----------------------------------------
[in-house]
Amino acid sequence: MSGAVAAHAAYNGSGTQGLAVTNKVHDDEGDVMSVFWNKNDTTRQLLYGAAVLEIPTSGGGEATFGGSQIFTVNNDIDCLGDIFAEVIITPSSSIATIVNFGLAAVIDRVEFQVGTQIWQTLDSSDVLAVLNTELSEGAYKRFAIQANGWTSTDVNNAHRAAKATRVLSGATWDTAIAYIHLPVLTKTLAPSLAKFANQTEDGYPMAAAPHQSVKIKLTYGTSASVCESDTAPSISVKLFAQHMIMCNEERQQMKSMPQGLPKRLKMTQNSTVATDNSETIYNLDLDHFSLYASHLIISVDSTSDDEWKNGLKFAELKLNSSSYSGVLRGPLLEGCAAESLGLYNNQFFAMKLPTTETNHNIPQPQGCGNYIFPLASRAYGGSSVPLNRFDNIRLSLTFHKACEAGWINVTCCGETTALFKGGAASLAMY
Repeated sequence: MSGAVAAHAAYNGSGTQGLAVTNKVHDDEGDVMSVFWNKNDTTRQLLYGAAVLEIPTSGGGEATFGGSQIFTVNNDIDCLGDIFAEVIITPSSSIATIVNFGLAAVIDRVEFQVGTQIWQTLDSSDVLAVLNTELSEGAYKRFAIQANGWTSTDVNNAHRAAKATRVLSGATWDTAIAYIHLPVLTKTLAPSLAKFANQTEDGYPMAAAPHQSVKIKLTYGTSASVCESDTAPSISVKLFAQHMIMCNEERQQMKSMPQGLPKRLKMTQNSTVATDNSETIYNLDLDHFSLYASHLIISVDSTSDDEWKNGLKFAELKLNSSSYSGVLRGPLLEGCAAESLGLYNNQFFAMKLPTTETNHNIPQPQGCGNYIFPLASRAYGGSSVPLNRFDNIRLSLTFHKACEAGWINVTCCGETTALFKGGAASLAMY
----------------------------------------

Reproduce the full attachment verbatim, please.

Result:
[in-house]
Amino acid sequence: MSGAVAAHAAYNGSGTQGLAVTNKVHDDEGDVMSVFWNKNDTTRQLLYGAAVLEIPTSGGGEATFGGSQIFTVNNDIDCLGDIFAEVIITPSSSIATIVNFGLAAVIDRVEFQVGTQIWQTLDSSDVLAVLNTELSEGAYKRFAIQANGWTSTDVNNAHRAAKATRVLSGATWDTAIAYIHLPVLTKTLAPSLAKFANQTEDGYPMAAAPHQSVKIKLTYGTSASVCESDTAPSISVKLFAQHMIMCNEERQQMKSMPQGLPKRLKMTQNSTVATDNSETIYNLDLDHFSLYASHLIISVDSTSDDEWKNGLKFAELKLNSSSYSGVLRGPLLEGCAAESLGLYNNQFFAMKLPTTETNHNIPQPQGCGNYIFPLASRAYGGSSVPLNRFDNIRLSLTFHKACEAGWINVTCCGETTALFKGGAASLAMY
Repeated sequence: MSGAVAAHAAYNGSGTQGLAVTNKVHDDEGDVMSVFWNKNDTTRQLLYGAAVLEIPTSGGGEATFGGSQIFTVNNDIDCLGDIFAEVIITPSSSIATIVNFGLAAVIDRVEFQVGTQIWQTLDSSDVLAVLNTELSEGAYKRFAIQANGWTSTDVNNAHRAAKATRVLSGATWDTAIAYIHLPVLTKTLAPSLAKFANQTEDGYPMAAAPHQSVKIKLTYGTSASVCESDTAPSISVKLFAQHMIMCNEERQQMKSMPQGLPKRLKMTQNSTVATDNSETIYNLDLDHFSLYASHLIISVDSTSDDEWKNGLKFAELKLNSSSYSGVLRGPLLEGCAAESLGLYNNQFFAMKLPTTETNHNIPQPQGCGNYIFPLASRAYGGSSVPLNRFDNIRLSLTFHKACEAGWINVTCCGETTALFKGGAASLAMY